Then there's a second edit, at 3:32. It's harder to catch because it's a cleaner edit, but Shai is actually interrupting himself, and making it sound like "What do you do with them" is again referring to gays. Abutbol responds, "[You should] consult with them," which assumes we know who "them" is. Again, it seems to indicate another part of the conversation that was edited out.

The Mayor himself apparently later explained on the radio that he thought he was being asked about pedophiles, not gays. And yes, I concur with those who say that even if he was referring to pedophiles, this also represents a "denial" about sexual abuse taking place in the city.

BUT... THAT IS NOT what's being reported throughout the world. What's making news is that Abutbol "said" there are no gays in Beit Shemesh, and that homosexuality is something the health ministry and police would need to deal with. And what we have in fact is the question "Are there gays in Beit Shemesh?" in one part of the edit, Abutbol's statement "We don't have things like these" in a second part of the edit, and the bit about the Ministry of Health and police in a third part of the edit. Could these all be referring to gays? Theoretically yes.

But why do I think that the edit is deliberately misleading, that Abutbol was NOT in fact speaking specifically about gays?

1. The gay man interviewed (2:55 to 3:20) said he voted for Abutbol, likes him as a mayor and a person, and that Abutbol knows he's gay and has no problem with it. The man seems sincere, and I take his word for it.

2. Abutbol says we don't have these kinds of "things" in the city, which sounds like he's speaking about certain types of problematic/criminal activities. He does not say we don't have these kinds of "people," which would have made more sense given the question asked.

3. Even Haredi people who don't condone homosexuality in the least would not say that gays are something the "police" should deal with. To wit, later in the segment (see 3:44 to 4:05), R. Yitzchak Hagar speaks about homosexuality as a psychological issue, not a criminal issue.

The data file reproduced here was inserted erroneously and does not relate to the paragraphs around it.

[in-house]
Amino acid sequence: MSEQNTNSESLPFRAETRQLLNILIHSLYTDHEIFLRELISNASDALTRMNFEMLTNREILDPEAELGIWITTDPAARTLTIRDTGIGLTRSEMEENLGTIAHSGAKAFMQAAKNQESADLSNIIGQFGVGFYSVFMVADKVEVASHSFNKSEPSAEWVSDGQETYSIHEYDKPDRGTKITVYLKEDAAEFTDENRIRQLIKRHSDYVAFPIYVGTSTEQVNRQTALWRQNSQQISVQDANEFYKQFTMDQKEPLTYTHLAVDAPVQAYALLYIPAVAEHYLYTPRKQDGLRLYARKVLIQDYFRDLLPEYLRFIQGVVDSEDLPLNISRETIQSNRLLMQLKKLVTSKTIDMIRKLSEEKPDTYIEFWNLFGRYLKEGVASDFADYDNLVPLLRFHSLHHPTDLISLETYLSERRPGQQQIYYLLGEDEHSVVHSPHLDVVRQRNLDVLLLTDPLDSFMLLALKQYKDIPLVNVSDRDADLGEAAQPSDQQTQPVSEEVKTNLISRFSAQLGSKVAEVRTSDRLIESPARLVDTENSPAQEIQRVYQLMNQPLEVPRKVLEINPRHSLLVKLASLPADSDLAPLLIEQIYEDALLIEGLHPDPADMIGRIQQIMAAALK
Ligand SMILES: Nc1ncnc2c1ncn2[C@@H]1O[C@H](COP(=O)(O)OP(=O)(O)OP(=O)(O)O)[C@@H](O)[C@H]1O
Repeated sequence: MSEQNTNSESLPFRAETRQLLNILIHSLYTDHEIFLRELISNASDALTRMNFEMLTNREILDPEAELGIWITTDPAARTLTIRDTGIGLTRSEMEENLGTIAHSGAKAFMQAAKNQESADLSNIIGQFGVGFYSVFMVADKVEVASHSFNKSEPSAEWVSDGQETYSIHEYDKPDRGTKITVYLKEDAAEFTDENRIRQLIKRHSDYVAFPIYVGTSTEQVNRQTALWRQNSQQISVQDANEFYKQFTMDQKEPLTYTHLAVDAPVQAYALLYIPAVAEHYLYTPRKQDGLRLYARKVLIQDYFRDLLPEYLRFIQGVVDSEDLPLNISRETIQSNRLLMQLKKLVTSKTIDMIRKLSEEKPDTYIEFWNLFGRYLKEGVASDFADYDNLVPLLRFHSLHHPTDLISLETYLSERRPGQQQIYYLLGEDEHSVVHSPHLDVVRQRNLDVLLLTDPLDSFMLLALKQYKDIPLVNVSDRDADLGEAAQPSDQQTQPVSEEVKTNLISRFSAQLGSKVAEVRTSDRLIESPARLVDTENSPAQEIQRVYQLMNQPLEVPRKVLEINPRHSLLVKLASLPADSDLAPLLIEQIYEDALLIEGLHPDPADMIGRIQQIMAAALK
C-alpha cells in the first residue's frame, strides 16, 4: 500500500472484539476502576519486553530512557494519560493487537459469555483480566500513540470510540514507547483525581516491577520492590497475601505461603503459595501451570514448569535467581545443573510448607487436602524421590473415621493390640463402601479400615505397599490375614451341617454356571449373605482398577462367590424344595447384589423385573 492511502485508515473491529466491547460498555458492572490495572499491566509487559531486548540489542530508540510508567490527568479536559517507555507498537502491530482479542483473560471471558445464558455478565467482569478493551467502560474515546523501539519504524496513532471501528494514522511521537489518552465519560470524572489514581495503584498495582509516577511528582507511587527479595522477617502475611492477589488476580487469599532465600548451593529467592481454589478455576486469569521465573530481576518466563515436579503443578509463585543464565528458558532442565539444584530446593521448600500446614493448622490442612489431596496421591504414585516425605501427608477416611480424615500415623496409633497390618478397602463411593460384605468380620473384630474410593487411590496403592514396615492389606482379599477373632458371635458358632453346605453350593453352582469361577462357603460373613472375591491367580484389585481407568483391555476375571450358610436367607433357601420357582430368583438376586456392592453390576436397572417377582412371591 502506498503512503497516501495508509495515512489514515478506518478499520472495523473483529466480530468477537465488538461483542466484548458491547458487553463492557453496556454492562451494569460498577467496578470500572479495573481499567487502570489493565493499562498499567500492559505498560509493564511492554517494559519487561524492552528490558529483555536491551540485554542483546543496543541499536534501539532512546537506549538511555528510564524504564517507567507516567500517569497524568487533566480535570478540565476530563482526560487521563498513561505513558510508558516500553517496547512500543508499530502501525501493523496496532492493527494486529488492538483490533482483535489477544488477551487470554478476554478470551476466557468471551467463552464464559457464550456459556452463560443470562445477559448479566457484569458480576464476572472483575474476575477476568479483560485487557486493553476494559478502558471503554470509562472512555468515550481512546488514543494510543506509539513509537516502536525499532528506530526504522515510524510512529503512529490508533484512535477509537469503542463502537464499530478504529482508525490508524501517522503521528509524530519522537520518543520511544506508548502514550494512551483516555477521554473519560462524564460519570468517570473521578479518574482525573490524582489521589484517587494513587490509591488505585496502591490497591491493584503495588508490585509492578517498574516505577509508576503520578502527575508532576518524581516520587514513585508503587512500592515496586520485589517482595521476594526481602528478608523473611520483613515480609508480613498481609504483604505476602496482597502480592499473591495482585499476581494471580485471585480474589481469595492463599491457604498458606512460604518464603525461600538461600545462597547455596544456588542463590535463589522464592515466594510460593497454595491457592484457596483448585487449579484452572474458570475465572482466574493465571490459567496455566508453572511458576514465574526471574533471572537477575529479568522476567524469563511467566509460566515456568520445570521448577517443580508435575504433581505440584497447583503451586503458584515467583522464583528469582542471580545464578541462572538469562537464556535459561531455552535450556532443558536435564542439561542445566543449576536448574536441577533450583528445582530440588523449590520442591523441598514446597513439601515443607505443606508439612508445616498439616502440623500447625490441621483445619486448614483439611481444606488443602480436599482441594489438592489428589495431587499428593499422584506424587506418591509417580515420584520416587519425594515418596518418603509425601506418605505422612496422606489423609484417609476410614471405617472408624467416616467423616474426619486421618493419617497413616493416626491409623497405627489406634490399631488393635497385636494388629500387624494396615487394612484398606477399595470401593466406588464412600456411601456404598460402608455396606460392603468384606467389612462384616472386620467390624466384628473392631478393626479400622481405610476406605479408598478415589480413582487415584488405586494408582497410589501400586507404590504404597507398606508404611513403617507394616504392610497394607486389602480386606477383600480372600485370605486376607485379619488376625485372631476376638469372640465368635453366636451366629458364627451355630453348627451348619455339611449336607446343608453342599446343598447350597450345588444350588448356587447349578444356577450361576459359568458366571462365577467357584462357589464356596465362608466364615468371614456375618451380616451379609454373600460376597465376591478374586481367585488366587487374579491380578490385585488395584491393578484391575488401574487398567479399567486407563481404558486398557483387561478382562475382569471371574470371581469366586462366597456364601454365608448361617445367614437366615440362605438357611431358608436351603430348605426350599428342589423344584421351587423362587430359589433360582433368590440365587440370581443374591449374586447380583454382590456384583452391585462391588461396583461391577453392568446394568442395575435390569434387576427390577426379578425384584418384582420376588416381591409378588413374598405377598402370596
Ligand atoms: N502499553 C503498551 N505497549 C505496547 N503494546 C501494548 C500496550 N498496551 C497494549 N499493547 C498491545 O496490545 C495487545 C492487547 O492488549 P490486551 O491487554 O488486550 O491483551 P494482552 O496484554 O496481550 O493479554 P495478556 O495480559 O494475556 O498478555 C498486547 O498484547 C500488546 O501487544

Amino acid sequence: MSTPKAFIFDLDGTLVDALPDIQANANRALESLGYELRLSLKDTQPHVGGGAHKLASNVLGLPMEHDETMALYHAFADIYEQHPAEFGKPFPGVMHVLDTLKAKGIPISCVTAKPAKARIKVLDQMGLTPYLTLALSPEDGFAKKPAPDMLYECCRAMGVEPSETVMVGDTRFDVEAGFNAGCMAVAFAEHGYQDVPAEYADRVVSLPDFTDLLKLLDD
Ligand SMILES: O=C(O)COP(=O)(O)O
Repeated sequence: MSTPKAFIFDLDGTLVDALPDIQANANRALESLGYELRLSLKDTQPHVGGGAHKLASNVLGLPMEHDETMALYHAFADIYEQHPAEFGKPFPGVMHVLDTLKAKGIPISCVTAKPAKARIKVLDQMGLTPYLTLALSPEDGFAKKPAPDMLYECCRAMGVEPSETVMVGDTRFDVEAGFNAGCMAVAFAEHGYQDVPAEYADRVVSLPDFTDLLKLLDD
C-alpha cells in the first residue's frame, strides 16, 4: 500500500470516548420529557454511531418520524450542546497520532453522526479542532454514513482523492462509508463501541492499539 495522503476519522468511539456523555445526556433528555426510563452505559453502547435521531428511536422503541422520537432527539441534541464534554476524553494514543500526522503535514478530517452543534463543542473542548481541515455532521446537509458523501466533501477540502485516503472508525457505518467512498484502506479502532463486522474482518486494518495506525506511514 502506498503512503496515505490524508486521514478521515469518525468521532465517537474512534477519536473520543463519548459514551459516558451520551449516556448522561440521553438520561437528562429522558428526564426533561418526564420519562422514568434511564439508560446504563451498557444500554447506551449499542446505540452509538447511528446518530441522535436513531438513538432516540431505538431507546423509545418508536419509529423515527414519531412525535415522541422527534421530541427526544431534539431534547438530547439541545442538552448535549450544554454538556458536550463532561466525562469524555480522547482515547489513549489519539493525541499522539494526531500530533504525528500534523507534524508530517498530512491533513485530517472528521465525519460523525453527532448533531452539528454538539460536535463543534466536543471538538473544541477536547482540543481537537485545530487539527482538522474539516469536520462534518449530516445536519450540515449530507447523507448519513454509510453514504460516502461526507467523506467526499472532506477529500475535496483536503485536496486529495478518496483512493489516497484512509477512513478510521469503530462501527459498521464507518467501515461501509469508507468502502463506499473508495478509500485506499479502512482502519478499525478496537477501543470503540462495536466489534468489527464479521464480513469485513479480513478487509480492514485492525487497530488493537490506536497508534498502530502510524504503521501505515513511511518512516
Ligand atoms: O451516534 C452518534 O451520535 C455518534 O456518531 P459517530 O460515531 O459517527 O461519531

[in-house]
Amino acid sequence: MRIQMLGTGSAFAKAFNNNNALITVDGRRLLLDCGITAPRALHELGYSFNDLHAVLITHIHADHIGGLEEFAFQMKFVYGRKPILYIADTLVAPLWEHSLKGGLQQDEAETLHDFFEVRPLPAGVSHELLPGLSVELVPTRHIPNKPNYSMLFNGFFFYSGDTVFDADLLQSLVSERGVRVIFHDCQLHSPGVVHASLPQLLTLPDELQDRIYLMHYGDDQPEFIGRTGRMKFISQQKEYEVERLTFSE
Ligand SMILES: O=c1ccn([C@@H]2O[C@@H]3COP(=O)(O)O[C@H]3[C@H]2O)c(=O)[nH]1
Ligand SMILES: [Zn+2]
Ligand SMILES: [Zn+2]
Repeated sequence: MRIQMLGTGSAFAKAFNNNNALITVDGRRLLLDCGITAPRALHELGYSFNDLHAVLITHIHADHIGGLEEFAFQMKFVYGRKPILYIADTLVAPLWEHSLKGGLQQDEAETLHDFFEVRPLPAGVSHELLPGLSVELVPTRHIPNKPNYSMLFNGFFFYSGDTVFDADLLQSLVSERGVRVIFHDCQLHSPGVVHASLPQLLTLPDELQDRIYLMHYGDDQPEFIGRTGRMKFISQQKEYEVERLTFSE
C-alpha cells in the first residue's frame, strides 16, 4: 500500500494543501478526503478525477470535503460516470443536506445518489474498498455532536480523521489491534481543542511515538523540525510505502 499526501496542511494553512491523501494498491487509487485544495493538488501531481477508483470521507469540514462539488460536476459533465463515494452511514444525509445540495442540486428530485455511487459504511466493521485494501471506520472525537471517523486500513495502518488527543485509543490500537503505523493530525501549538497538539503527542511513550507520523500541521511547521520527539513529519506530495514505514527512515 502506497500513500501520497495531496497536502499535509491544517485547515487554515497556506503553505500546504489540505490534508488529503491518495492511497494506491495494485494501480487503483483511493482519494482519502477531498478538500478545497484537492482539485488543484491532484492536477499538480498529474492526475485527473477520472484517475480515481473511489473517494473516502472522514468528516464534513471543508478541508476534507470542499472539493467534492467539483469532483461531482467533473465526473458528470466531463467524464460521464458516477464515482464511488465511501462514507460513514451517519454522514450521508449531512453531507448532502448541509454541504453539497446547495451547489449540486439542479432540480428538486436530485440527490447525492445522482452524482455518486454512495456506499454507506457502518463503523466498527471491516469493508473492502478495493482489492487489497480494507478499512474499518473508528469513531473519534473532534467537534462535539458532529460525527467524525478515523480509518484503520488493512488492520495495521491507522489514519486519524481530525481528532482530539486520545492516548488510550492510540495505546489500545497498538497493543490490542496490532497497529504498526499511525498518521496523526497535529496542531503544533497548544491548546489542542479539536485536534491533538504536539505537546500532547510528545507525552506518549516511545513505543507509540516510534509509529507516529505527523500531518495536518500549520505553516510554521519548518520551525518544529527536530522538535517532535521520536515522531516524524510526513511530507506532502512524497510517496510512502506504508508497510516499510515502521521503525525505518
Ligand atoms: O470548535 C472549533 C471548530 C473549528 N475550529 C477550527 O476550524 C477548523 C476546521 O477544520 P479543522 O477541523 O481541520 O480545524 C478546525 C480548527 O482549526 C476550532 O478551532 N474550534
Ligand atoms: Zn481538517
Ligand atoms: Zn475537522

The whole "Shai B'Shishi" segment is a comedic commentary. It's much like the interview segments done on the Daily Show, which are deliberately edited to draw laughs and often to make the interviewees look foolish. In this case however, Shai B'Shishi's edits have made international news. And in my opinion the program now needs to own up to the edits and produce the original footage UNCUT and IN FULL, so that we can see with our own eyes what Abutbol actually said, or didn't say.

My feeling is that laypeople and media alike are being dangerously naive by accepting the "no gays in Beit Shemesh" quote as fact, when there's ample evidence to suggest it was an edit-job. But more than naive - they're being grossly [if inadvertently] irresponsible by spreading it. Yes, there may be leniencies regarding lashon hara where it comes to public figures, but there is no leniency (in Halacha or in secular law) for slander, motzi shem ra - creating a bad name for a person by spreading a lie.